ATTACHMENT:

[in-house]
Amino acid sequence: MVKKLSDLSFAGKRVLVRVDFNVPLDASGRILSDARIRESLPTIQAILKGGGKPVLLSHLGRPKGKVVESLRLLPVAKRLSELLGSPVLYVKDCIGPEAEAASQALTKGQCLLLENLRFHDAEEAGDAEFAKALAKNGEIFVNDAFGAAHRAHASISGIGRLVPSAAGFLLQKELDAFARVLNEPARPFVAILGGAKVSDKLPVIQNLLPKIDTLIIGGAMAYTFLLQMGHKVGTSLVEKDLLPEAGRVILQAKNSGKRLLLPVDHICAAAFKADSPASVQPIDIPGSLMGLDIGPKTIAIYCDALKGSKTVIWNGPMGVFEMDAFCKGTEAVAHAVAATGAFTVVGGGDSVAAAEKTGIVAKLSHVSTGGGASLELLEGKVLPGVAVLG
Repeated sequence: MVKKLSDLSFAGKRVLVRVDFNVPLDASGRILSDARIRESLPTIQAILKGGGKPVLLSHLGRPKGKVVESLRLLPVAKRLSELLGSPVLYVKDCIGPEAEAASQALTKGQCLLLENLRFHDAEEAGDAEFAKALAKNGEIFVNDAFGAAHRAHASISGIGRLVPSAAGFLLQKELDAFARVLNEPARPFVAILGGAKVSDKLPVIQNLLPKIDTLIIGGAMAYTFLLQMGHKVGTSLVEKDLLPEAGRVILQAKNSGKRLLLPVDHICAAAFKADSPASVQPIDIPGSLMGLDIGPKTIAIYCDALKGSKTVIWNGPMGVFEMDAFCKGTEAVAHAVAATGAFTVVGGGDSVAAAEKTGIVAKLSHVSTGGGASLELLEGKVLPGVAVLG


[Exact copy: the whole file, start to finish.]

[in-house]
Amino acid sequence: MVKKLSDLSFAGKRVLVRVDFNVPLDASGRILSDARIRESLPTIQAILKGGGKPVLLSHLGRPKGKVVESLRLLPVAKRLSELLGSPVLYVKDCIGPEAEAASQALTKGQCLLLENLRFHDAEEAGDAEFAKALAKNGEIFVNDAFGAAHRAHASISGIGRLVPSAAGFLLQKELDAFARVLNEPARPFVAILGGAKVSDKLPVIQNLLPKIDTLIIGGAMAYTFLLQMGHKVGTSLVEKDLLPEAGRVILQAKNSGKRLLLPVDHICAAAFKADSPASVQPIDIPGSLMGLDIGPKTIAIYCDALKGSKTVIWNGPMGVFEMDAFCKGTEAVAHAVAATGAFTVVGGGDSVAAAEKTGIVAKLSHVSTGGGASLELLEGKVLPGVAVLG
Repeated sequence: MVKKLSDLSFAGKRVLVRVDFNVPLDASGRILSDARIRESLPTIQAILKGGGKPVLLSHLGRPKGKVVESLRLLPVAKRLSELLGSPVLYVKDCIGPEAEAASQALTKGQCLLLENLRFHDAEEAGDAEFAKALAKNGEIFVNDAFGAAHRAHASISGIGRLVPSAAGFLLQKELDAFARVLNEPARPFVAILGGAKVSDKLPVIQNLLPKIDTLIIGGAMAYTFLLQMGHKVGTSLVEKDLLPEAGRVILQAKNSGKRLLLPVDHICAAAFKADSPASVQPIDIPGSLMGLDIGPKTIAIYCDALKGSKTVIWNGPMGVFEMDAFCKGTEAVAHAVAATGAFTVVGGGDSVAAAEKTGIVAKLSHVSTGGGASLELLEGKVLPGVAVLG